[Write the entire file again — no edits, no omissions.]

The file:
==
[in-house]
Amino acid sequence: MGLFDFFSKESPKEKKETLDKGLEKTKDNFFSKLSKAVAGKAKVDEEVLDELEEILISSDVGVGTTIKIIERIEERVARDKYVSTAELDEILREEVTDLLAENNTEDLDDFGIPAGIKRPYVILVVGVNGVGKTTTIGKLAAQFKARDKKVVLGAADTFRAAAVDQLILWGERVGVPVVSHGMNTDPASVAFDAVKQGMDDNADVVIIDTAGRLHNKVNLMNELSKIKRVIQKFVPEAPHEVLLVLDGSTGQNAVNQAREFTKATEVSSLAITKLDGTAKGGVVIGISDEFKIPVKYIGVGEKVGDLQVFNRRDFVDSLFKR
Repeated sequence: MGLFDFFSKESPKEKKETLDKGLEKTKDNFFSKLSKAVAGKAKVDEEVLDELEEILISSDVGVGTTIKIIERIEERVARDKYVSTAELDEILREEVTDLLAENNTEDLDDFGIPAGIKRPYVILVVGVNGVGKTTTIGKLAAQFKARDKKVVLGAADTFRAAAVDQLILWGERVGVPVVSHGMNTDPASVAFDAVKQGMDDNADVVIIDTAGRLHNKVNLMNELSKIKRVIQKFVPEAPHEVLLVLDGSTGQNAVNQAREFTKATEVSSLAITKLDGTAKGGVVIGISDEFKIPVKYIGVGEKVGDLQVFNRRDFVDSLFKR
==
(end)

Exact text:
[in-house]
Amino acid sequence: MGLFDFFSKESPKEKKETLDKGLEKTKDNFFSKLSKAVAGKAKVDEEVLDELEEILISSDVGVGTTIKIIERIEERVARDKYVSTAELDEILREEVTDLLAENNTEDLDDFGIPAGIKRPYVILVVGVNGVGKTTTIGKLAAQFKARDKKVVLGAADTFRAAAVDQLILWGERVGVPVVSHGMNTDPASVAFDAVKQGMDDNADVVIIDTAGRLHNKVNLMNELSKIKRVIQKFVPEAPHEVLLVLDGSTGQNAVNQAREFTKATEVSSLAITKLDGTAKGGVVIGISDEFKIPVKYIGVGEKVGDLQVFNRRDFVDSLFKR
Repeated sequence: MGLFDFFSKESPKEKKETLDKGLEKTKDNFFSKLSKAVAGKAKVDEEVLDELEEILISSDVGVGTTIKIIERIEERVARDKYVSTAELDEILREEVTDLLAENNTEDLDDFGIPAGIKRPYVILVVGVNGVGKTTTIGKLAAQFKARDKKVVLGAADTFRAAAVDQLILWGERVGVPVVSHGMNTDPASVAFDAVKQGMDDNADVVIIDTAGRLHNKVNLMNELSKIKRVIQKFVPEAPHEVLLVLDGSTGQNAVNQAREFTKATEVSSLAITKLDGTAKGGVVIGISDEFKIPVKYIGVGEKVGDLQVFNRRDFVDSLFKR